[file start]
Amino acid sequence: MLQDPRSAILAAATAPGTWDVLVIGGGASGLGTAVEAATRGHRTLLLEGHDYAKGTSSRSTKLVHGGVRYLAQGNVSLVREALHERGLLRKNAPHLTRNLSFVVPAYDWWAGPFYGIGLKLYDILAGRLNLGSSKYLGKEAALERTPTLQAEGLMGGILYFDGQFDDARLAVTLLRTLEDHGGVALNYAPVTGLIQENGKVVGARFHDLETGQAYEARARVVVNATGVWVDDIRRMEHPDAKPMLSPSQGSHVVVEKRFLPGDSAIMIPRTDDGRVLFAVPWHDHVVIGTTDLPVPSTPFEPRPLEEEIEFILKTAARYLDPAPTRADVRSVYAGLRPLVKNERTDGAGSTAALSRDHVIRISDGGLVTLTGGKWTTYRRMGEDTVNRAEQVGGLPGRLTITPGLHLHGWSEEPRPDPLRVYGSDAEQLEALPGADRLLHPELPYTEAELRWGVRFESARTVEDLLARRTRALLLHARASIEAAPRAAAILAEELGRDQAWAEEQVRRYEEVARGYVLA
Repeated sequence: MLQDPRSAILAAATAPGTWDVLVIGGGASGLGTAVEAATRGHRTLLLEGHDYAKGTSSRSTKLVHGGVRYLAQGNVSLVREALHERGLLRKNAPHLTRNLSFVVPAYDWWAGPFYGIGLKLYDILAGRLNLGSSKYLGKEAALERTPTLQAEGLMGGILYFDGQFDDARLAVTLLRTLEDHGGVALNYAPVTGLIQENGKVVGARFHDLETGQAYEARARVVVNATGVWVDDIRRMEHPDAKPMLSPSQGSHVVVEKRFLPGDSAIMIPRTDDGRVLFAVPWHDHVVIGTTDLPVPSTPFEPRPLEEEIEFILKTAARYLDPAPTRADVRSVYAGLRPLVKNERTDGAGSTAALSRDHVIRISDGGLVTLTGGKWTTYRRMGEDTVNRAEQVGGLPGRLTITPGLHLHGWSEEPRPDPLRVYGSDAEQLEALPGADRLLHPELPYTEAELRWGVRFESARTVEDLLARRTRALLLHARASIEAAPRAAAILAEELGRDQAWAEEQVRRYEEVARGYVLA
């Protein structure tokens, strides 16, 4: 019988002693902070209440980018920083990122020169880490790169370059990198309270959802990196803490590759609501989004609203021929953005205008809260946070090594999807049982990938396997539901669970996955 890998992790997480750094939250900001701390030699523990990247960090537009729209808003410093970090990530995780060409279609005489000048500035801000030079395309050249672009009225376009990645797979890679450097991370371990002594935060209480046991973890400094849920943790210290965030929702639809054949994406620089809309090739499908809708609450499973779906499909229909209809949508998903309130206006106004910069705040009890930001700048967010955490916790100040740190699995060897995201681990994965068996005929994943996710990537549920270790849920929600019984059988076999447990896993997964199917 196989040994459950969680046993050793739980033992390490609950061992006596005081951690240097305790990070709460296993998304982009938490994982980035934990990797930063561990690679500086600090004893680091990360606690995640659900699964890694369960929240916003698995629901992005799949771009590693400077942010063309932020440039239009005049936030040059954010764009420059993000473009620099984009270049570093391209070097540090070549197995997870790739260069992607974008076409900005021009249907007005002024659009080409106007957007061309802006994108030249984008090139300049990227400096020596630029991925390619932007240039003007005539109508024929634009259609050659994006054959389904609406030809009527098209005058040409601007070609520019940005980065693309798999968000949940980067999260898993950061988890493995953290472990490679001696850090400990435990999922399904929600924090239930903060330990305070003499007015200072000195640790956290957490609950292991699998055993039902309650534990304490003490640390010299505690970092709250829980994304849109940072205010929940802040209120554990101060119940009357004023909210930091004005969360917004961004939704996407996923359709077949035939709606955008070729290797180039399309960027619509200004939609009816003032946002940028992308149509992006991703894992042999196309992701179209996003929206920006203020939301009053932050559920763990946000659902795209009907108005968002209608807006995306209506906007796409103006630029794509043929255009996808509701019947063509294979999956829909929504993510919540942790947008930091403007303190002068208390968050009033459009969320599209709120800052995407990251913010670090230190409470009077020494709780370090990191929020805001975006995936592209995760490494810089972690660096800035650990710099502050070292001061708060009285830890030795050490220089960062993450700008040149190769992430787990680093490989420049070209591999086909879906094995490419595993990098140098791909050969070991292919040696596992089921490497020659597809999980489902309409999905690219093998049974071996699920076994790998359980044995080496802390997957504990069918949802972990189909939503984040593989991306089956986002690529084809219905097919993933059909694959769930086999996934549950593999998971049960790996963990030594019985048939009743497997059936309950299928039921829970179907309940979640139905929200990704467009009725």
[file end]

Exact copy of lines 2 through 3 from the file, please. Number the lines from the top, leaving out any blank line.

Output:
Repeated sequence: MLQDPRSAILAAATAPGTWDVLVIGGGASGLGTAVEAATRGHRTLLLEGHDYAKGTSSRSTKLVHGGVRYLAQGNVSLVREALHERGLLRKNAPHLTRNLSFVVPAYDWWAGPFYGIGLKLYDILAGRLNLGSSKYLGKEAALERTPTLQAEGLMGGILYFDGQFDDARLAVTLLRTLEDHGGVALNYAPVTGLIQENGKVVGARFHDLETGQAYEARARVVVNATGVWVDDIRRMEHPDAKPMLSPSQGSHVVVEKRFLPGDSAIMIPRTDDGRVLFAVPWHDHVVIGTTDLPVPSTPFEPRPLEEEIEFILKTAARYLDPAPTRADVRSVYAGLRPLVKNERTDGAGSTAALSRDHVIRISDGGLVTLTGGKWTTYRRMGEDTVNRAEQVGGLPGRLTITPGLHLHGWSEEPRPDPLRVYGSDAEQLEALPGADRLLHPELPYTEAELRWGVRFESARTVEDLLARRTRALLLHARASIEAAPRAAAILAEELGRDQAWAEEQVRRYEEVARGYVLA
């Protein structure tokens, strides 16, 4: 019988002693902070209440980018920083990122020169880490790169370059990198309270959802990196803490590759609501989004609203021929953005205008809260946070090594999807049982990938396997539901669970996955 890998992790997480750094939250900001701390030699523990990247960090537009729209808003410093970090990530995780060409279609005489000048500035801000030079395309050249672009009225376009990645797979890679450097991370371990002594935060209480046991973890400094849920943790210290965030929702639809054949994406620089809309090739499908809708609450499973779906499909229909209809949508998903309130206006106004910069705040009890930001700048967010955490916790100040740190699995060897995201681990994965068996005929994943996710990537549920270790849920929600019984059988076999447990896993997964199917 196989040994459950969680046993050793739980033992390490609950061992006596005081951690240097305790990070709460296993998304982009938490994982980035934990990797930063561990690679500086600090004893680091990360606690995640659900699964890694369960929240916003698995629901992005799949771009590693400077942010063309932020440039239009005049936030040059954010764009420059993000473009620099984009270049570093391209070097540090070549197995997870790739260069992607974008076409900005021009249907007005002024659009080409106007957007061309802006994108030249984008090139300049990227400096020596630029991925390619932007240039003007005539109508024929634009259609050659994006054959389904609406030809009527098209005058040409601007070609520019940005980065693309798999968000949940980067999260898993950061988890493995953290472990490679001696850090400990435990999922399904929600924090239930903060330990305070003499007015200072000195640790956290957490609950292991699998055993039902309650534990304490003490640390010299505690970092709250829980994304849109940072205010929940802040209120554990101060119940009357004023909210930091004005969360917004961004939704996407996923359709077949035939709606955008070729290797180039399309960027619509200004939609009816003032946002940028992308149509992006991703894992042999196309992701179209996003929206920006203020939301009053932050559920763990946000659902795209009907108005968002209608807006995306209506906007796409103006630029794509043929255009996808509701019947063509294979999956829909929504993510919540942790947008930091403007303190002068208390968050009033459009969320599209709120800052995407990251913010670090230190409470009077020494709780370090990191929020805001975006995936592209995760490494810089972690660096800035650990710099502050070292001061708060009285830890030795050490220089960062993450700008040149190769992430787990680093490989420049070209591999086909879906094995490419595993990098140098791909050969070991292919040696596992089921490497020659597809999980489902309409999905690219093998049974071996699920076994790998359980044995080496802390997957504990069918949802972990189909939503984040593989991306089956986002690529084809219905097919993933059909694959769930086999996934549950593999998971049960790996963990030594019985048939009743497997059936309950299928039921829970179907309940979640139905929200990704467009009725």